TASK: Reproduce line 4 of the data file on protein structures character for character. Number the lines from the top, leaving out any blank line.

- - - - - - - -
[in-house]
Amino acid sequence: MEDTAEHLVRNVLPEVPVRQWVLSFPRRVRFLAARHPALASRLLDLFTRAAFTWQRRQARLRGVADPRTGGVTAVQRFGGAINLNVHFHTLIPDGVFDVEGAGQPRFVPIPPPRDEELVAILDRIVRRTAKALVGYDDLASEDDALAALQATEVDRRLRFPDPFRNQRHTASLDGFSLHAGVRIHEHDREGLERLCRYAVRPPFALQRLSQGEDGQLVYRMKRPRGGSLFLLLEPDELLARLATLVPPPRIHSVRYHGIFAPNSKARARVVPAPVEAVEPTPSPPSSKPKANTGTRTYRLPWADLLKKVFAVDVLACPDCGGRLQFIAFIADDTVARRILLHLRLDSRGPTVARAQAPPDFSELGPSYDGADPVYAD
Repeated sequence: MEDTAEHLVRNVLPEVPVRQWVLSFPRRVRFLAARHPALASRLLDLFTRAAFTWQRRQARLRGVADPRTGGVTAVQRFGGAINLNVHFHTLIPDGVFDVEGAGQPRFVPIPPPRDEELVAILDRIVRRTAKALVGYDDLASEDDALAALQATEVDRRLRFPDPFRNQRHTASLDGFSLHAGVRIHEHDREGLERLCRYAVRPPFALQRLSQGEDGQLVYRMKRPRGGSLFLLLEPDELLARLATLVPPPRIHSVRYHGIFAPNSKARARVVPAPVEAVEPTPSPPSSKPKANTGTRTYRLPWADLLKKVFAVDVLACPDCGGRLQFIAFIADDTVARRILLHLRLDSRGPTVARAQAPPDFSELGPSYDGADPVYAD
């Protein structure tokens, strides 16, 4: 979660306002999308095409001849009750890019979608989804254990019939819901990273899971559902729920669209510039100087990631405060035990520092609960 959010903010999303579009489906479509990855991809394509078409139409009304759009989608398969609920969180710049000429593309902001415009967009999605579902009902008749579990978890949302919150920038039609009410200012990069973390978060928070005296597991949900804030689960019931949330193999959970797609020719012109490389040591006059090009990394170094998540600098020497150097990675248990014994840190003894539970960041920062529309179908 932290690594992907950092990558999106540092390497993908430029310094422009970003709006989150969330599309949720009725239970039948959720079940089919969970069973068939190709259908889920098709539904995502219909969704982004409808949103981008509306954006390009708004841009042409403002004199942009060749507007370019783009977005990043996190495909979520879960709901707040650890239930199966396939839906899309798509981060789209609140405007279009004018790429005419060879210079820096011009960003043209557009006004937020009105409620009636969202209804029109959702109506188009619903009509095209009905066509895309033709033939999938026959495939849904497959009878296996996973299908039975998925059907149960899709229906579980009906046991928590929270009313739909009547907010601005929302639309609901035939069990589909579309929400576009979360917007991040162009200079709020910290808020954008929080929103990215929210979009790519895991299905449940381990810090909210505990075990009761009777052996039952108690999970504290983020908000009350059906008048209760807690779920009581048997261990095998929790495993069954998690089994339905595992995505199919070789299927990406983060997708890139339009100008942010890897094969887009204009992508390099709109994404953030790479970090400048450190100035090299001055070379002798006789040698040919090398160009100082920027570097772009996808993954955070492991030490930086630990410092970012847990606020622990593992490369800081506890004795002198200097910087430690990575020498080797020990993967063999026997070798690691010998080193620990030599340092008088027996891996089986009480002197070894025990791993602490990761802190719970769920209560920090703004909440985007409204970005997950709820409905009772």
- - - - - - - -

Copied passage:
């Protein structure tokens, strides 16, 4: 979660306002999308095409001849009750890019979608989804254990019939819901990273899971559902729920669209510039100087990631405060035990520092609960 959010903010999303579009489906479509990855991809394509078409139409009304759009989608398969609920969180710049000429593309902001415009967009999605579902009902008749579990978890949302919150920038039609009410200012990069973390978060928070005296597991949900804030689960019931949330193999959970797609020719012109490389040591006059090009990394170094998540600098020497150097990675248990014994840190003894539970960041920062529309179908 932290690594992907950092990558999106540092390497993908430029310094422009970003709006989150969330599309949720009725239970039948959720079940089919969970069973068939190709259908889920098709539904995502219909969704982004409808949103981008509306954006390009708004841009042409403002004199942009060749507007370019783009977005990043996190495909979520879960709901707040650890239930199966396939839906899309798509981060789209609140405007279009004018790429005419060879210079820096011009960003043209557009006004937020009105409620009636969202209804029109959702109506188009619903009509095209009905066509895309033709033939999938026959495939849904497959009878296996996973299908039975998925059907149960899709229906579980009906046991928590929270009313739909009547907010601005929302639309609901035939069990589909579309929400576009979360917007991040162009200079709020910290808020954008929080929103990215929210979009790519895991299905449940381990810090909210505990075990009761009777052996039952108690999970504290983020908000009350059906008048209760807690779920009581048997261990095998929790495993069954998690089994339905595992995505199919070789299927990406983060997708890139339009100008942010890897094969887009204009992508390099709109994404953030790479970090400048450190100035090299001055070379002798006789040698040919090398160009100082920027570097772009996808993954955070492991030490930086630990410092970012847990606020622990593992490369800081506890004795002198200097910087430690990575020498080797020990993967063999026997070798690691010998080193620990030599340092008088027996891996089986009480002197070894025990791993602490990761802190719970769920209560920090703004909440985007409204970005997950709820409905009772």